There is no presumption that the taxpayer’s opinion is correct. The taxpayer in a STC appeal still bears the burden of proof. The taxpayer is the moving party seeking affirmative relief. Therefore, the Complainant bears the burden of proving the vital elements of the case, i.e., the assessment was “unlawful, unfair, improper, arbitrary or capricious.” Westwood Partnership, 103 S.W.3d 152 (Mo. App. E.D. 2003); Daly v. P. D. George Co., 77 S.W.3d 645 (Mo. App. E.D. 2002); Reeves v. Snider, 115 S.W.3d 375 (Mo. App. S.D. 2003); Industrial Development Authority of Kansas City v. State Tax Commission of Missouri, 804 S.W.2d 387, 392 (Mo. App. W.D. 1991).
Generally, a property owner, while not an expert, is competent to testify to the reasonable market value of his own land. Cohen, 251 S.W.3d at 348-49; Carmel Energy, Inc. v. Fritter, 827 S.W.2d 780, 783 (Mo. App. W.D. 1992). “However, when an owner’s opinion is based on improper elements or foundation, his opinion loses its probative value.” Carmel Energy, Inc., 827 S.W.2d at 783. A taxpayer does not meet his burden if evidence on any essential element of his case leaves the STC “in the nebulous twilight of speculation, conjecture and surmise.” See Rossman v. G.G.C. Corp. of Missouri, 596 S.W.2d 469, 471 (Mo. App. E.D. 1980).
In this case, Complainant testified that the TVM of the subject property was $360,000 to $365,000 as of January 1, 2017.
Respondent’s Burden of Proof
Respondent, when advocating a value different from that determined by the original valuation or a valuation made by the BOE, must meet the same burden of proof to present substantial and persuasive evidence of the value advocated as required of the Complainant under the principles established by case law. Hermel, Inc., 564 S.W.2d at 895; Cupples-Hesse, 329 S.W.2d at 702; Brooks, 527 S.W.2d at 53.
In this case, Respondent advocated upholding the BOE’s valuation and, therefore, was not required to present evidence, substantial and persuasive or otherwise.
Weight to be Given Evidence
The Hearing Officer is not bound by any single formula, rule, or method in determining true value in money and is free to consider all pertinent facts and estimates and give them such weight as reasonably they may be deemed entitled. The relative weight to be accorded any relevant factor in a particular case is for the Hearing Officer to decide. St. Louis County v. Security Bonhomme, Inc., 558 S.W.2d 655, 659 (Mo. banc 1977); St. Louis County v. STC, 515 S.W.2d 446, 450 (Mo. 1974); Chicago, Burlington & Quincy Railroad Company v. STC, 436 S.W.2d 650 (Mo. 1968).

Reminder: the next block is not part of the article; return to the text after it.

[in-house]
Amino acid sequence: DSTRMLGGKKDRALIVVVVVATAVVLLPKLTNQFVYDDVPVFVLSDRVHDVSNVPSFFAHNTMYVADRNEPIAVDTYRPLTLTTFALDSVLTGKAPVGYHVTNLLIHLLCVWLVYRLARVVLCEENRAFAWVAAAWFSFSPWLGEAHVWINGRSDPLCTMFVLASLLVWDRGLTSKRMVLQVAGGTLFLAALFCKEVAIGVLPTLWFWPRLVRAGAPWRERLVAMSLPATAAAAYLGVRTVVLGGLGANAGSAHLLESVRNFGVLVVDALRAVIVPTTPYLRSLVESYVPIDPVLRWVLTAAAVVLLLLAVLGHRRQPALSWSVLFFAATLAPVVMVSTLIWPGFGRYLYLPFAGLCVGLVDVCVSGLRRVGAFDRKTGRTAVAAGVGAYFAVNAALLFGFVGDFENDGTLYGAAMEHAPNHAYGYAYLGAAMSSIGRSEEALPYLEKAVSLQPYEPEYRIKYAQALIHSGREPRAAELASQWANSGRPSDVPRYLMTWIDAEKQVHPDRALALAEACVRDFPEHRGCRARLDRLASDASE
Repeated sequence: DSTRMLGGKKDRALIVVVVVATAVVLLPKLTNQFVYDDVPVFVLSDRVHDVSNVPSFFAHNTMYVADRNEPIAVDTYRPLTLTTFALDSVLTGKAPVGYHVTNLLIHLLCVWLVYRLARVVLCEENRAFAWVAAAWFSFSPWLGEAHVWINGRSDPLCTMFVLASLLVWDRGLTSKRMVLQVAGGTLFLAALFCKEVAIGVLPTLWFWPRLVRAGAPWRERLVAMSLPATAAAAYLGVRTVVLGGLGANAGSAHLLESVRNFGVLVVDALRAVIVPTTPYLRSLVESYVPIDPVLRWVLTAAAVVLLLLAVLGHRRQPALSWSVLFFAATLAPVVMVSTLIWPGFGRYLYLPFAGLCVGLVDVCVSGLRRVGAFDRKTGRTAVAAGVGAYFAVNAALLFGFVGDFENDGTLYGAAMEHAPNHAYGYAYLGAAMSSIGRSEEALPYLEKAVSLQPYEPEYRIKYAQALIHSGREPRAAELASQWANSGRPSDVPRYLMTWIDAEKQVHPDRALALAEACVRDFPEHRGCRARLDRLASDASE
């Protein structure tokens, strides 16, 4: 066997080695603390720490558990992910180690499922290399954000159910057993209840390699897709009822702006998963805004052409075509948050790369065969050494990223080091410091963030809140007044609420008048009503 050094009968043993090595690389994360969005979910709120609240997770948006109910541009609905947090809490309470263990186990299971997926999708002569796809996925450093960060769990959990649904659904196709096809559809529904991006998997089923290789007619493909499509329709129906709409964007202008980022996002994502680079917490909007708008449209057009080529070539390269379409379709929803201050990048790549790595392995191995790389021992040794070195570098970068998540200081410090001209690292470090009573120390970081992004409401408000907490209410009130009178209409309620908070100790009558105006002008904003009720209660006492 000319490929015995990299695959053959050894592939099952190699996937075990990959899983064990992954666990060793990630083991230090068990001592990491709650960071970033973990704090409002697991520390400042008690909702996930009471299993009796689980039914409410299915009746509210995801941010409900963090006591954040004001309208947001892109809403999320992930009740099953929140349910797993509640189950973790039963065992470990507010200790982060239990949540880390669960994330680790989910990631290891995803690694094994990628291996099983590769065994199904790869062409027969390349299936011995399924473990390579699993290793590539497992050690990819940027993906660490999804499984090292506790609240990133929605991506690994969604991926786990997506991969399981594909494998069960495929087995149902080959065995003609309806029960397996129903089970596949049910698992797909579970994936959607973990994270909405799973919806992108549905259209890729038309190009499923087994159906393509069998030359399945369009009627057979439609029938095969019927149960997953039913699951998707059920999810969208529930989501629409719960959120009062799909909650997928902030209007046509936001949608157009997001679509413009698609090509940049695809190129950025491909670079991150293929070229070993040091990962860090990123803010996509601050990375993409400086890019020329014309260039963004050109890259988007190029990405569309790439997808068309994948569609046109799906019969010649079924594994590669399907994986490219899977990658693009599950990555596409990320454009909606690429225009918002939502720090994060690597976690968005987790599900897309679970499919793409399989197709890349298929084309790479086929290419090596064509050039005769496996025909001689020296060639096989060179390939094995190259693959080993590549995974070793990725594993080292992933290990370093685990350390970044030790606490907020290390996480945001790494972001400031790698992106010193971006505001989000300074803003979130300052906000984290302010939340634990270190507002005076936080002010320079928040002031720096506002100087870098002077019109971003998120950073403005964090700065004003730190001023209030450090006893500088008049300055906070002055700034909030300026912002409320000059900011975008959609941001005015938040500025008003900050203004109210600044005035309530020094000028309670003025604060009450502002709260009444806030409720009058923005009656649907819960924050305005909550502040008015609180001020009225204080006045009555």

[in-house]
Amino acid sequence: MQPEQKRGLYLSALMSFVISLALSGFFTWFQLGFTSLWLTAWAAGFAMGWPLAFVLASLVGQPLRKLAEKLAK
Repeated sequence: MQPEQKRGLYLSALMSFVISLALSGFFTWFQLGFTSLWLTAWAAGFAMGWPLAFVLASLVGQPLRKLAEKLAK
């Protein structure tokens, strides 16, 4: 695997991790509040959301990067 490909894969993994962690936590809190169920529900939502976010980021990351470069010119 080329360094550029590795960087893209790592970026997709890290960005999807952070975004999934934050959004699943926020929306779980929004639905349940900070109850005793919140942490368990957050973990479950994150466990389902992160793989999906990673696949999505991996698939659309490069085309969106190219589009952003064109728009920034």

The Hearing Officer, as the trier of fact, may consider the testimony of an expert witness and give it as much weight and credit as deemed necessary when viewed in connection with all other circumstances. Beardsley v. Beardsley, 819 S.W.2d 400, 403 (Mo. App. W.D. 1991). The Hearing Officer, as the trier of fact, is not bound by the opinions of experts but may believe all or none of the expert’s testimony or accept it in part or reject it in part. Exchange Bank of Missouri v. Gerlt, 367 S.W.3d 132, 135-36 (Mo. App. W.D. 2012).
Neither Complainant nor Respondent presented expert testimony. Complainant was not recognized as an expert in the field of real estate appraisal.
Methods of Valuation
Proper methods of valuation and assessment of property are delegated to the Commission. It is within the purview of the Hearing Officer to determine the method of valuation to be adopted in a given case. See, Nance v. STC, 18 S.W.3d 611, 615 (Mo. App. W.D. 2000); Hermel, Inc., 564 S.W.2d at 897; Xerox Corp. v. STC, 529 S.W.2d 413 (Mo. banc 1975). Missouri courts have approved the comparable sales or market approach, the cost approach, and the income approach as recognized methods of arriving at fair market value. St. Joe Minerals Corp. v. STC, 854 S.W.2d 526, 529 (App. E.D. 1993); Aspenhof Corp. v. STC, 789 S.W.2d 867, 869 (App. E.D. 1990); Quincy Soybean Company, Inc., v. Lowe, 773 S.W.2d 503, 504 (App. E.D. 1989), citing Del-Mar Redevelopment Corp v. Associated Garages, Inc., 726 S.W.2d 866, 869 (App. E.D. 1987); and State ex rel. State Highway Comm’n v. Southern Dev. Co., 509 S.W.2d 18, 27 (Mo. 1974).